10 years od 2-1-1
For 10 years, people like Donna Lynch have called 2-1-1 Hotline when they’ve needed a resource in the community or just a listening ear.
Suffering from depression and other mental illness, Lynch struggled with suicidal thoughts for years, kept alive by calls to the hotline. Through 2-1-1 Hotline, she was able to get the mental health services she needed. Today, Lynch helps others connect with the mental health services they need. Lynch says she might have given up on several occasions if not for the support of 2-1-1 Hotline.
The free, confidential, 24/7 community resource turns 10 years old on Feb. 11. Intensively-trained 2-1-1 staff and volunteers listen with respect and compassion to callers’ problems, support them through crises, connect them with community resources and help them sort things out. 2-1-1 Hotline also connects callers who want to donate their time with a comprehensive database of volunteer opportunities.
Now there’s chat
Trident United Way’s 2-1-1 Hotline is on the cutting-edge of hotlines nationwide. It has begun piloting “Chat,” whereby people in need can contact the service via computer chat without ever having to talk. “Chat is the preferred method of communication, even in a crisis, for many younger people,” said Matthew Grason, the chat coordinator.
In addition, calls to Darkness to Light are answered by counselors for 2-1-1 Hotline. So are after-hours calls to Charleston County Department of Social Services, Berkeley County Mental Health and several national suicide hotlines. Trident United Way’s 2-1-1 Hotline works with other 2-1-1 services around the state, so that no call is ever left unanswered.
History of 2-1-1 Hotline
Trident United Way’s information and referral service, Hotline and the Volunteer Center, came together in 2003 once the FCC made the 2-1-1 phone number available. In its first year, 2-1-1 Hotline handled 26,000 calls. That number has reached 50,000 calls annually as more people learn about the service.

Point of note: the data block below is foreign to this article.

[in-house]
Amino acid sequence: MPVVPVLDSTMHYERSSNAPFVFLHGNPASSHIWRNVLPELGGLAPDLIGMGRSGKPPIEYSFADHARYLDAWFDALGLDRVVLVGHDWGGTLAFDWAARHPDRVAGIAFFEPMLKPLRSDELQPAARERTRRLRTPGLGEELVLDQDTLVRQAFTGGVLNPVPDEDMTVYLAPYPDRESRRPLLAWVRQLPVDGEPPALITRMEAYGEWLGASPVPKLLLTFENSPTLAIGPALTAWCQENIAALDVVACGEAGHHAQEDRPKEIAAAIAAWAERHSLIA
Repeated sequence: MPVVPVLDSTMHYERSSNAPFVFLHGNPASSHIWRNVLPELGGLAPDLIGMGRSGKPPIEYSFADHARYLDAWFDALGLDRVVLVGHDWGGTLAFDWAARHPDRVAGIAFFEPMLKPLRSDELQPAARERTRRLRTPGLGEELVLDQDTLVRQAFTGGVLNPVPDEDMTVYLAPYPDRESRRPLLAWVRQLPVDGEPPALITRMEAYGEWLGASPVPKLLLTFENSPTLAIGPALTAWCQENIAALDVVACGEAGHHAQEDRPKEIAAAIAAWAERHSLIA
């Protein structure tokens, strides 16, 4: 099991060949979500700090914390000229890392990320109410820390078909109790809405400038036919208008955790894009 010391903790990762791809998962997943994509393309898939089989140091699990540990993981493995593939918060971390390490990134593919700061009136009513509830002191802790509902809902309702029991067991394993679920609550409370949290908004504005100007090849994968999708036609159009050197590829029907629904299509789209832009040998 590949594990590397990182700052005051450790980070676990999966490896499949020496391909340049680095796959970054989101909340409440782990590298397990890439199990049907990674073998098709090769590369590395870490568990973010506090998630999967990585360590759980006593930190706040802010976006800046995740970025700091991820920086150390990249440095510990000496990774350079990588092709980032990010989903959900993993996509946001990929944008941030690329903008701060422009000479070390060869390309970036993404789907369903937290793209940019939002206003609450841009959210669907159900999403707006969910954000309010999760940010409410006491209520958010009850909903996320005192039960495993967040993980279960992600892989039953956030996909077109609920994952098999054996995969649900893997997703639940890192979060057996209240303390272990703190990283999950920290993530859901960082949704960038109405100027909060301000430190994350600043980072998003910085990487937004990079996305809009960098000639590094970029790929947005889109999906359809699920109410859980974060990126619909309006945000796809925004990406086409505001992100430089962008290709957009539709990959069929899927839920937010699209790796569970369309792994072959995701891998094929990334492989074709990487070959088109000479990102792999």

“We launched 2-1-1 Hotline on 2/11 to remind everyone that our community’s resources are at your fingertips simply by dialing 2-1-1,” said Charlotte Anderson, vice president of 2-1-1 services at Trident United Way. “People can also visit tuw.org and do their own search,” she said.
Anderson has worked for the hotline for more than 30 years and has been its director for more than 25, sheparding it from a crisis line to its current comprehensive crisis, information and referral service.
Most people calling 2-1-1 need food, clothing or housing, but the variety of needs is staggering. People call looking for legal help, information on the flu, tax preparation services, and almost anything else you can imagine. Many callers just need a safe place to unburden themselves of their troubles.
2-1-1 Hotline has made life easier for hospitals, TV stations, libraries, newspapers, municipal offices, non-profit agencies and other organizations that people call looking for information about community resources. Many callers are referred to 2-1-1 Hotline by these organizations.